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Labor Secretary Acosta Resigns amid Backlash over Handling of Epstein Sex-Abuse Case

U.S. Labor Secretary Alexander Acosta answers questions from reporters on his involvement in a non-prosecution agreement with financier Jeffrey Epstein, who has now been charged with sex trafficking in underage girls, at the Labor Department in Washington, D.C., July 10, 2019. (Leah Millis/Reuters)

Secretary of Labor Alexander Acosta resigned Friday amid growing backlash over his handling of the 2008 sex-abuse case against billionaire Jeffrey Epstein.

Speaking to reporters outside the White House Friday morning, Acosta said he offered to resign to spare the administration from any further distractions associated with the mounting scandal surrounding his prosecution of Epstein in 2008.

“I thought the right thing was to step aside,” Acosta said.

President Trump, standing next to Acosta, praised him as a “great labor secretary, not a good one.”

The White House said Acosta’s deputy, Pattrick Pizzella, will take over as acting secretary of labor.

The announcement comes just two days after Acosta held a press conference to push back on the many critics in Congress and the media who have argued that he failed Epstein’s victims as U.S. attorney for the Southern District of Florida by offering a non-prosecution agreement that required just a 13-month jail sentence.

During the press conference, Acosta blamed the Palm Beach State Attorney’s Office for the lenient sentence, arguing that his office stepped in late in the prosecution and secured the best deal possible to prevent the state from letting Epstein off with no jail time.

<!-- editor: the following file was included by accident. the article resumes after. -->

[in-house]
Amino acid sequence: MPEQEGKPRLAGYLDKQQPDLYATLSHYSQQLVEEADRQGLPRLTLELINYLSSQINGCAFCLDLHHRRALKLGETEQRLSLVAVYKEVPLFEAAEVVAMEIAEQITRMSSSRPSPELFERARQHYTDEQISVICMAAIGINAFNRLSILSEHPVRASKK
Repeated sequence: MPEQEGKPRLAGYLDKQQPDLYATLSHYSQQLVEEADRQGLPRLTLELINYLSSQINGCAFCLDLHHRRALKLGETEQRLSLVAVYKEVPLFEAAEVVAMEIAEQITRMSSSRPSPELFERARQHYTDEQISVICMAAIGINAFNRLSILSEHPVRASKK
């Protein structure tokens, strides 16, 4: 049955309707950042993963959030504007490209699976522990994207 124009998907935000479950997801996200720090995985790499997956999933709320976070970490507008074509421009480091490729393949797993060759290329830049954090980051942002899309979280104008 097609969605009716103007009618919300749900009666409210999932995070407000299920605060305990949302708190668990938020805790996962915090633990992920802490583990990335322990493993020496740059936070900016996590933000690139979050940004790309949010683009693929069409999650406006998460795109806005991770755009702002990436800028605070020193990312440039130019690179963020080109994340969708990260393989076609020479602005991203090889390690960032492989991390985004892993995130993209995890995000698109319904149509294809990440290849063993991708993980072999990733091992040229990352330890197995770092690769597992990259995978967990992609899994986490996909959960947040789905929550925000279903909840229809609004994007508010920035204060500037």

“The Palm Beach State Attorney’s Office was ready to let Epstein walk free. No jail time, nothing,” Acosta told reporters at the Department of Labor in Washington, D.C. “Prosecutors in my former office found this to be completely unacceptable and they became involved. . . . Our prosecutors, as this 2008 article recounts, presented the ultimatum: plead guilty to more serious charges — charges that require jail time, registration, and restitution — or we’d roll the dice and bring a federal indictment. Without the work of prosecutors, Epstein would have gotten away with just that state charge.”

Former Palm Beach state attorney Barry Krischer responded after the press conference, accusing Acosta of trying to “rewrite history” by omitting the fact that he could have filed separate federal charges if he was so inclined.

“I can emphatically state that Mr. Acosta’s recollection of this matter is completely wrong,” Krischer said in a statement. “The US Attorney’s Office produced a 53-page indictment that was abandoned after secret negotiations between Mr. Epstein’s lawyers and Mr. Acosta. The State Attorney’s Office was not a party to those meetings or negotiations, and definitely had no part in the federal Non-Prosecution Agreement and the unusual confidentiality arrangement that kept everything hidden from the victims.”

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